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Supreme Court Upholds Ruto’s election as president [List of judgements issued]

6 September 2022

Summary of verdicts issued by the Supreme Court on the 2022 presidential election petition
Deputy President William Ruto and his wife Rachel Ruto during the launch of Kenya Kwanza Manifesto at Kasarani Stadium.

The Supreme Court of Kenya has announced that the 2022 presidential election results declared by IEBC Chairperson Wafula Chebukati have been upheld.

Chebukati had declared Ruto as president-elect after garnering 7,176,141 votes (50.49%) against Azimio la Umoja presidential candidate Raila Odinga’s 6,942,930 (48.85%)votes.

Speaking while delivering the judgement, Chief Justice Martha Koome said that the full judgment would be shared after 21 days.
Summary of verdicts issued by the Supreme Court

The Supreme Court said that in the 2022 presidential election petition, the court had nine issues to determine whether the presidential election results would be upheld or nullified and what orders will be issued.

Chief Justice Martha Koome who is the president of the Supreme Court explained that the judges looked at the nine issues listed.
Integrity of election technology

She said that one of the issues was whether the technology used by the Independent Electoral and Boundaries Commission met the standards of integrity to guarantee accurate and verified results.

Supreme Court’s verdict: Supreme Court is not persuaded that the IEBC technology did not meet the standards for ensuring the accurate and verifiable outcome of the August 9 poll. The petitioners did not demonstrate security breaches on the IEBC results transmission system.

The Supreme Court also had to determine whether there was interference in the uploading of Forms 34A from the polling station into IEBC’s server.

Supreme Court’s verdict: The petitioners did not prove that there was interference in the uploading of Forms 34A from the polling station into IEBC’s server. No evidence produced to show the transmission process was staged.
Vote suppression

The Supreme Court determined whether the postponement of elections in Kakamega, Mombasa Counties, Kitui Rural, Kacheliba, Pokot South, Rongai constituencies, Kwa Njenga Ward and Nyaki West wards resulted in voter suppression to the detriment of Raila Odinga.

Supreme Court’s verdict: Chebukati had the right to postpone the elections in other parts of the country after ballot mixup. No prove that postponment resulted in vote suppression to the detriment of Odinga.
Scruntily of Forms 34A

Additionally, the judges were supposed to ruled whether there was a difference between Forms 34A uploaded into the IEBC portal, those delivered physically to the Bomas of Kenya National tallying Centre and those issued to presiding officers at the various polling stations.

Supreme Court’s verdict: There was no significant difference between Forms 34A uploaded into the IEBC portal, those delivered physically to the Bomas of Kenya National tallying Centre.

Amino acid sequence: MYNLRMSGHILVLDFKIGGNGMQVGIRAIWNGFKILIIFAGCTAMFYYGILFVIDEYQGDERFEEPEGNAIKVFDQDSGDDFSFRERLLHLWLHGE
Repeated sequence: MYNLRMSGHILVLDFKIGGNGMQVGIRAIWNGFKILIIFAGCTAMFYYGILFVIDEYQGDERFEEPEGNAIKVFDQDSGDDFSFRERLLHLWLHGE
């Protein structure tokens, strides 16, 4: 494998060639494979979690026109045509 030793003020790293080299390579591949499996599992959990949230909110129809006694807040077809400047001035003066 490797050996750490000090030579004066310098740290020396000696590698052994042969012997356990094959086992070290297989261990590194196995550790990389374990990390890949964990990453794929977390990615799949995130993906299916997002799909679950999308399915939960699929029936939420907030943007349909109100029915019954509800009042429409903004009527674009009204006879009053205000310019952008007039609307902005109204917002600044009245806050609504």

Difference between the votes cast in the presidential election and other elections

The Supreme Court also looked at whether there was an unexplained difference between the votes cast in the presidential election and other elections.

Supreme Court’s verdict: No unexplainable discrepancies between votes for the presidential candidates and those of other candidates.

Supreme Court judges (From L-R): Isaac Lenaola, Smokin Wanjala, Philomena Mwilu (DCJ), Martha Koome (Chief Justice), Mohamed Ibrahim, Njoki Ndung’u and William Ouko during the pre-trial conference on August 30, 2022
Supreme Court judges (From L-R): Isaac Lenaola, Smokin Wanjala, Philomena Mwilu (DCJ), Martha Koome (Chief Justice), Mohamed Ibrahim, Njoki Ndung’u and William Ouko during the pre-trial conference on August 30, 2022
Chebukati vs 4 IEBC commissioners

The petitioners argued that IEBC chair Wafula Chebukati errored in not involving other commissioners in the tallying, verification of the presidential election.

Supreme Court’s verdict: The chairman cannot arrogate himself powers to tally the results at the exclusion of other commissioners.

However, the court observed that the 4 commissioners participated in the tallying, verification of the results from the beginning up to the end, before the declaration of the results by the chairperson.

IEBC carried out the tallying, verification and declaration of the results in accordance with the constitution.

“Are we to nullify an election on account of a last-minute boardroom rupture? This we cannot do,” CJ Koome asked.
Did Ruto garner 50%+1 vote?

The supreme court was supposed to determine whether William Ruto met the constitutional threshold to be declared president-elect.

Supreme Court’s verdict: Rejected votes should not be included in calculating whether a presidential candidate meets the 50%+1 vote threshold. Ruto met the required threshold to be declared the president-elect.
Irregularities and illegalities in the electoral process

The judges also determined whether there were irregularities and illegalities in the electoral process and if they were of such a magnitude as to affect the presidential election result.

Supreme Court’s verdict: There were no irregularities and illegalities of such magnitude as to affect the final result of the presidential election.

Written by Web Master

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